My apprenticeship and my time as the Director of Corporate Affairs and Investments enabled me to gain the core skills required to advance in the Group. It provided me with a very well-rounded perspective of the industry.
What have the highlights and challenges been as head of St Giles; UK, Europe & USA?
My role is very dynamic and gives me the chance to work with and learn from talented people from a variety of backgrounds and industries. I enjoy meeting these people with their own unique skill-sets, experiences and perspectives and bringing them together to build my teams.
I believe that culture is a crucial ingredient in the recipe for a successful company, so I always seek to foster work environments in which my teams feel both motivated and empowered to succeed. This is one of the most rewarding aspects of my role, but also one of the most challenging, as change is rarely a welcome guest, and it's usually the case that core changes need to be made before any cultural difference can be realized.
In earlier stages of the position, I faced the challenge of overcoming people's initial doubts of my abilities due to my age. This forced me to prove that age is just a number and not indicative of capability. It made me push myself to tackle a steeper learning curve and gain as much knowledge as possible from these situations; to prove myself as a capable leader by going above and beyond the job description and actually being a leader.
What advice can you offer women who are looking to get into business?
I'd say one of the most important lessons for women and men, alike, is to learn to learn from failure. Without failure and hardship, there is no organic learning and therefore no personal growth. The process of failing, then having to pick up the pieces and steer yourself and try again, is what creates internal strength and resilience, which enables us to persevere and to grow.
Additionally, I believe it's important to understand that respect cannot be demanded; it has to be given to be received. The key to respecting people is to treat them as you would like to be treated, which is why I take the time to really listen to and get to know my staff.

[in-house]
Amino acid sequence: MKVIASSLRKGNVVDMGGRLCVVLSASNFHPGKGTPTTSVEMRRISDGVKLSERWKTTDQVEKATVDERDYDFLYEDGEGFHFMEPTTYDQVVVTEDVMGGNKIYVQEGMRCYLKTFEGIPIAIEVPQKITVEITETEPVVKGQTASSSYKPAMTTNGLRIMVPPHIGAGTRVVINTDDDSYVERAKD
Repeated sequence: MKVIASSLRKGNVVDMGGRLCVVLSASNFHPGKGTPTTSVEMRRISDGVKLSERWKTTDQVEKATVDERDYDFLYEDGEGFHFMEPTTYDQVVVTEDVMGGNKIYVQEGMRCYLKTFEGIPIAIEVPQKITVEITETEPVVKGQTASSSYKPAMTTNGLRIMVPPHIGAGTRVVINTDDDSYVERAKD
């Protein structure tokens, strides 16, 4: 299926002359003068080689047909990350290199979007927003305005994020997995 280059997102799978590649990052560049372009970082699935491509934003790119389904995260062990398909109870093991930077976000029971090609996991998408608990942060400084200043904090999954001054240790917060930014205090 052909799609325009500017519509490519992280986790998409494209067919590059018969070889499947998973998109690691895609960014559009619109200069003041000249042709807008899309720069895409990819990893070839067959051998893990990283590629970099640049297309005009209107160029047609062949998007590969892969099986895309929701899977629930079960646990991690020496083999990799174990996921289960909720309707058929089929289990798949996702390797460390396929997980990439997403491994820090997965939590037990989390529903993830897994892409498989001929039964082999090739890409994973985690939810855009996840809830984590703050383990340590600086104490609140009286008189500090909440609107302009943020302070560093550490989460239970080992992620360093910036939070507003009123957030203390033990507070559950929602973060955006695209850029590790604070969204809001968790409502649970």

Lastly, never compromise your fundamental beliefs and values -- these are the core components that will guide you through the ups and downs and keep you on the right path -- in business and in life. (Though be warned: that path will definitely get narrow at times!)
How do you maintain a work/life balance?
Work/life balance is a skill I learnt from my parents. Work financially supports the family, and family support enables a healthy work ethic. My father taught me that no matter how busy work gets, family should always remain a priority. Despite building a career and running a global organization, he always found time for his family. In fact, he rarely missed a family dinner, regardless of how busy work became. My mother, who had the absolute, 24/7 job of raising five children, always managed to make time for our individual needs, kept the family together, showed us the power of unconditional love and gave us the security of a family.
As an adult, it's clear that my parent's attitudes have had an influence on my approach to finding work/life balance. I try to leave work at work and am all for enjoying my time before and after office hours. Unless there is a time-sensitive project at hand, I set an approximate time to leave the office, and I leave at that time. If it's late in the day and something can wait until tomorrow, then it will wait until tomorrow.
In my free time, I spend as much time as possible with my family and friends. I also like to make time to explore my passions, which includes getting my helicopter license, playing the electric guitar and traveling. Additionally, I am a big advocate of getting sufficient rest and time out of the office, to ensure arriving refreshed and ready for the next day.
What do you think is the biggest issue for women in the workplace?